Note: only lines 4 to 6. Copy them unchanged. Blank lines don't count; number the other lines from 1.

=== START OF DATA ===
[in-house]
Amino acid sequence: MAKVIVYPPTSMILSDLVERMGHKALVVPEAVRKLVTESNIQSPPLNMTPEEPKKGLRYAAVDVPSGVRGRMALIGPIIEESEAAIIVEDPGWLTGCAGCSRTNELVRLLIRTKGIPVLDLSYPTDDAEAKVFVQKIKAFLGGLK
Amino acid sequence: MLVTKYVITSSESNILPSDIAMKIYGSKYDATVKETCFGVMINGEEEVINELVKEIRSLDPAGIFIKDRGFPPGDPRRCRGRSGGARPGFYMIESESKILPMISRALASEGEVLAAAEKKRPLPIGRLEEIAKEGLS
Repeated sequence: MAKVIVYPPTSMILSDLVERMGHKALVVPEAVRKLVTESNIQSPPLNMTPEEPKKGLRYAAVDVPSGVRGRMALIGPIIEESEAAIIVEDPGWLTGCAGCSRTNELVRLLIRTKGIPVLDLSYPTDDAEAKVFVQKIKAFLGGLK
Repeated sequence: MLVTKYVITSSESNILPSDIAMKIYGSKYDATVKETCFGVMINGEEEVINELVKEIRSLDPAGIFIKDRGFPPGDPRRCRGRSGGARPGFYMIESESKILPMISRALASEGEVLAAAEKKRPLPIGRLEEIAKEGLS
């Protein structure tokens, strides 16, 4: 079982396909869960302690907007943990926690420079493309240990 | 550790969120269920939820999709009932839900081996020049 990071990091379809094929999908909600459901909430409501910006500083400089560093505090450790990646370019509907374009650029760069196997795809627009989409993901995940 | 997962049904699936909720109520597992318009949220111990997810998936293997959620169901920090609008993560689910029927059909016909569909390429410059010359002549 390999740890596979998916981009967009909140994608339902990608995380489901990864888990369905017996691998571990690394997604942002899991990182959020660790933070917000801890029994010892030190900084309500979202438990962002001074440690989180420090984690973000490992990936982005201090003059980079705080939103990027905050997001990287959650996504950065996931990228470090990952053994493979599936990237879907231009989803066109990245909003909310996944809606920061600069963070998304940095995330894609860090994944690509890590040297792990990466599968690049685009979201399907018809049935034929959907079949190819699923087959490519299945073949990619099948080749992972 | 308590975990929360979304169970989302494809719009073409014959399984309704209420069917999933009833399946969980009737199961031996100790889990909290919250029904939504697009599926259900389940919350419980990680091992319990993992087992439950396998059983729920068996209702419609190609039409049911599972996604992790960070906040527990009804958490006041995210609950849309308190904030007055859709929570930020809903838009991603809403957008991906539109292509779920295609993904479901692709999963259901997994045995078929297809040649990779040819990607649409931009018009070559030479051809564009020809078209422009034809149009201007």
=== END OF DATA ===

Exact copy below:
Repeated sequence: MAKVIVYPPTSMILSDLVERMGHKALVVPEAVRKLVTESNIQSPPLNMTPEEPKKGLRYAAVDVPSGVRGRMALIGPIIEESEAAIIVEDPGWLTGCAGCSRTNELVRLLIRTKGIPVLDLSYPTDDAEAKVFVQKIKAFLGGLK
Repeated sequence: MLVTKYVITSSESNILPSDIAMKIYGSKYDATVKETCFGVMINGEEEVINELVKEIRSLDPAGIFIKDRGFPPGDPRRCRGRSGGARPGFYMIESESKILPMISRALASEGEVLAAAEKKRPLPIGRLEEIAKEGLS
């Protein structure tokens, strides 16, 4: 079982396909869960302690907007943990926690420079493309240990 | 550790969120269920939820999709009932839900081996020049 990071990091379809094929999908909600459901909430409501910006500083400089560093505090450790990646370019509907374009650029760069196997795809627009989409993901995940 | 997962049904699936909720109520597992318009949220111990997810998936293997959620169901920090609008993560689910029927059909016909569909390429410059010359002549 390999740890596979998916981009967009909140994608339902990608995380489901990864888990369905017996691998571990690394997604942002899991990182959020660790933070917000801890029994010892030190900084309500979202438990962002001074440690989180420090984690973000490992990936982005201090003059980079705080939103990027905050997001990287959650996504950065996931990228470090990952053994493979599936990237879907231009989803066109990245909003909310996944809606920061600069963070998304940095995330894609860090994944690509890590040297792990990466599968690049685009979201399907018809049935034929959907079949190819699923087959490519299945073949990619099948080749992972 | 308590975990929360979304169970989302494809719009073409014959399984309704209420069917999933009833399946969980009737199961031996100790889990909290919250029904939504697009599926259900389940919350419980990680091992319990993992087992439950396998059983729920068996209702419609190609039409049911599972996604992790960070906040527990009804958490006041995210609950849309308190904030007055859709929570930020809903838009991603809403957008991906539109292509779920295609993904479901692709999963259901997994045995078929297809040649990779040819990607649409931009018009070559030479051809564009020809078209422009034809149009201007």